When the protests came under attack from Assad’s snipers, local activists had an intense debate over whether to arm themselves or not. Many had bad memories of the murderous assault on Hama in 1982 that left at least 20,000 dead over less than a month. But when the sniper attacks escalated, they were left with no other choice except to form six brigades led by six of the key activists in Saraqib, including people who had argued against armed self-defense.
The regime went after Saraqib with a fury, sending in tanks that destroyed many homes. Anand reports that the Baathist troops went from door to door, killing anybody who had not fled to safety. Many were set on fire, including a man whose charred corpse was shown in one of Anand’s photos.
Despite the ferocity of the attacks, the town managed to run its own affairs. Like other such towns and cities, a local council was formed that took care of what might sound like mundane affairs, such as garbage collection and the distribution of bread that was a staple of the Syrian diet and made in a state-controlled bakery. Once the town was liberated, the workers at the bakery continued running it in close coordination with the local council.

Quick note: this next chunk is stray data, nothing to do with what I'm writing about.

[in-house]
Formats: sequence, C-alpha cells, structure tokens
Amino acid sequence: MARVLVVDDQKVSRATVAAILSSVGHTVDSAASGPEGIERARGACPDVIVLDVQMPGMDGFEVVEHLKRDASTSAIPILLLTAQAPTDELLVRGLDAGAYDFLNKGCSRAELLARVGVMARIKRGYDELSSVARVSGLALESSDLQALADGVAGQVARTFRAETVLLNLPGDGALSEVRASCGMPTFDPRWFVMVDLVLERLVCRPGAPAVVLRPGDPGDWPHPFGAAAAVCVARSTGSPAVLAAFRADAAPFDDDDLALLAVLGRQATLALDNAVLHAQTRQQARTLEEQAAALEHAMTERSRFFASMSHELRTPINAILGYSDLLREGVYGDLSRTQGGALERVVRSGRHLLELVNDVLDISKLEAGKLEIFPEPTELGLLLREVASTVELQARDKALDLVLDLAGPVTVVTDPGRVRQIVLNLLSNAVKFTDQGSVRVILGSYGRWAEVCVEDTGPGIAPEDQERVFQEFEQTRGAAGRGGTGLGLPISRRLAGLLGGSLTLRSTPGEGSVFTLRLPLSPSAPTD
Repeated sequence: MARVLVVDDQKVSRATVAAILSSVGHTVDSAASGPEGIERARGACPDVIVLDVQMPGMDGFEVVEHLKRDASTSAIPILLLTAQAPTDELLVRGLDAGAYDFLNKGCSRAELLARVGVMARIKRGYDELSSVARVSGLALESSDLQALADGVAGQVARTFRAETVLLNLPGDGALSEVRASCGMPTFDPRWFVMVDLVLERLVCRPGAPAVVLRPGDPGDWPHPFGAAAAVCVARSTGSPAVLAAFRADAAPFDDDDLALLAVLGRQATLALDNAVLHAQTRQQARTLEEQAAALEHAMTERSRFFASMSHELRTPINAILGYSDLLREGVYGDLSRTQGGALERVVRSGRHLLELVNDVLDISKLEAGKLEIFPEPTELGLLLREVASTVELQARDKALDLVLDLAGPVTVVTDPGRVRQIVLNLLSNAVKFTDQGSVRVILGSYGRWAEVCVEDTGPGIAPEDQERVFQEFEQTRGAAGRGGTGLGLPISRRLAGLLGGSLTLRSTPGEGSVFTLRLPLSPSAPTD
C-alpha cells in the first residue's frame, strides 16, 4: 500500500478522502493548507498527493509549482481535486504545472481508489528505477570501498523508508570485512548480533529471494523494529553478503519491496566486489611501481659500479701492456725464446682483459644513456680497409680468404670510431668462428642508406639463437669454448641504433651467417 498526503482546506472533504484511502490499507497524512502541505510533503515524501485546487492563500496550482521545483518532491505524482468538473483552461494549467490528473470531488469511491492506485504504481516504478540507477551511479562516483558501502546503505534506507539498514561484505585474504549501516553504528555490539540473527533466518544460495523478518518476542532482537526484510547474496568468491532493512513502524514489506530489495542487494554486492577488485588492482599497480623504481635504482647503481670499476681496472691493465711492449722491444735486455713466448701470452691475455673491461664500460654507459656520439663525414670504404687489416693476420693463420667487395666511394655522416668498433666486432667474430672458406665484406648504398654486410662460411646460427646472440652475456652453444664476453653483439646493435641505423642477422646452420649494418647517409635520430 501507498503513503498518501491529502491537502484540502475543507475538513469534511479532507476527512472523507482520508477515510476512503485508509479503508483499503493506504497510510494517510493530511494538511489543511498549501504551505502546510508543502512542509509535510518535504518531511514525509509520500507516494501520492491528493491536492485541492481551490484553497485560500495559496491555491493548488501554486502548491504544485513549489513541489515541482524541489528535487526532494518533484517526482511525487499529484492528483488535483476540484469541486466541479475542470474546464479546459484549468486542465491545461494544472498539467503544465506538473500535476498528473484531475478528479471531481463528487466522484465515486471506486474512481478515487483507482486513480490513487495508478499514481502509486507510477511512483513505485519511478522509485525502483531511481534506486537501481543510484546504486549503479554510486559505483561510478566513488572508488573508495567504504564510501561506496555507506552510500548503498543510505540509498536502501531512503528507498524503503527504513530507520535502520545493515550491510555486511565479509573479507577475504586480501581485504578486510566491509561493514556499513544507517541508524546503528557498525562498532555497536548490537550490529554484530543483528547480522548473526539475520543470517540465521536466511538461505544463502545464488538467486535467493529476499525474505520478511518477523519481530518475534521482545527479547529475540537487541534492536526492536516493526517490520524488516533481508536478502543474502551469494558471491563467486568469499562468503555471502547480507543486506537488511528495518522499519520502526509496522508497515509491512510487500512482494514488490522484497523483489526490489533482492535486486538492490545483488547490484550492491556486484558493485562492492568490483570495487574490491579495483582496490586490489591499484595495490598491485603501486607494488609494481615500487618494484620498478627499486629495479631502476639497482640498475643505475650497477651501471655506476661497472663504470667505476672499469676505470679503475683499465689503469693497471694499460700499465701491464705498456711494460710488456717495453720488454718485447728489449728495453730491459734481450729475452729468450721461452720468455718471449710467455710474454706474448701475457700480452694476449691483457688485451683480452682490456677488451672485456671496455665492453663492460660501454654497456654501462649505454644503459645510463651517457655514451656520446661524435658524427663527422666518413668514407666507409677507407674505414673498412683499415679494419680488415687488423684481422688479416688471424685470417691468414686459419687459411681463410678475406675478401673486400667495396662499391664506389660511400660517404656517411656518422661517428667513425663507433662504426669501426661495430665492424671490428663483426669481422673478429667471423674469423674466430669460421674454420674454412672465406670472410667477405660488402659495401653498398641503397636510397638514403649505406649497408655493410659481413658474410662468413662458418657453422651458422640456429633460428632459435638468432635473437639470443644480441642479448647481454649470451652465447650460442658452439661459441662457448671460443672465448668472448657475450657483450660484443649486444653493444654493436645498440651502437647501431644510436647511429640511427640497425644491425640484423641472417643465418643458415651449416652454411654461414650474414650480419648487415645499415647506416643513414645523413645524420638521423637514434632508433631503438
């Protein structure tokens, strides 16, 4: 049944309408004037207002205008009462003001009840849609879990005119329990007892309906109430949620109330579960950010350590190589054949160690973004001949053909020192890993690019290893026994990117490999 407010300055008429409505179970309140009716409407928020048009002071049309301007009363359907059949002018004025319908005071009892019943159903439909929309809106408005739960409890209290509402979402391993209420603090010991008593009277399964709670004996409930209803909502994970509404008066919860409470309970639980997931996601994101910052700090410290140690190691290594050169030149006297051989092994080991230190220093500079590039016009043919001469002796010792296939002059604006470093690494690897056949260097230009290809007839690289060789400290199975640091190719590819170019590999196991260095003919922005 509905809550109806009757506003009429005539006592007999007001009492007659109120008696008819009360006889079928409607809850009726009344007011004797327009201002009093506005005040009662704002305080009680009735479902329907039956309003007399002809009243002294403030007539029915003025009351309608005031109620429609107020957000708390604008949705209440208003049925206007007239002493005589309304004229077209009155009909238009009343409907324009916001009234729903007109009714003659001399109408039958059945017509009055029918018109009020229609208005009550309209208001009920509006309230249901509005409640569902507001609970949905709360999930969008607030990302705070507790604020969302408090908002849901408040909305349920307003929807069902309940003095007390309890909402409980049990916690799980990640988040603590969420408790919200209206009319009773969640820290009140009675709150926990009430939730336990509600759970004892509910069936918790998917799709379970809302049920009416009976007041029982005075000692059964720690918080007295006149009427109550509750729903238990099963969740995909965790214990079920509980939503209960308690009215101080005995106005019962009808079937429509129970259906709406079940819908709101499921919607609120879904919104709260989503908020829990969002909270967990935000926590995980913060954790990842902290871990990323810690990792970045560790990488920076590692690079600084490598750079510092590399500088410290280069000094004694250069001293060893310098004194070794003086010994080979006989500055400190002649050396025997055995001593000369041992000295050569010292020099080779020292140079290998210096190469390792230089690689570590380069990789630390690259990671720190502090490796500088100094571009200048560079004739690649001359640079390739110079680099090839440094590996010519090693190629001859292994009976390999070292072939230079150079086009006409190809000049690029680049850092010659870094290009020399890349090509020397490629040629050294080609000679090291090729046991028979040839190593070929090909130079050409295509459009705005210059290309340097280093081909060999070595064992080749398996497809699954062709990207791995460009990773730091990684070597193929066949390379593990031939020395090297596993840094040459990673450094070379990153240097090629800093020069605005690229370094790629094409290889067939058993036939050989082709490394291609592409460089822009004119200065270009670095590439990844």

This reminded me of a discussion taking place on FB between me and a number of FB friends who likened the formation of food co-ops, etc. in the USA as a form of incipient dual power. This is an idea that has some currency on the left, especially as part of nominally Marxist theories advanced by Richard Wolff, Peter Marcuse, Eric Olin Wright, et al. In my view, dual power arises in a revolutionary situation when an armed working class, farmers and small proprietors have assumed the social and economic leadership of a city or town after the old order has been sent packing. This occurred during the Paris Commune, the Bolshevik revolution, the Spanish Civil War and even in Syria despite the absence of a socialist leadership. In order for such people to live, they need water, food, medical care, and policing against counter-revolution. You cannot suck the institutions of dual power out of your thumb. They are linked to revolutionary struggles and have nothing to do with blueprints for a socialist future.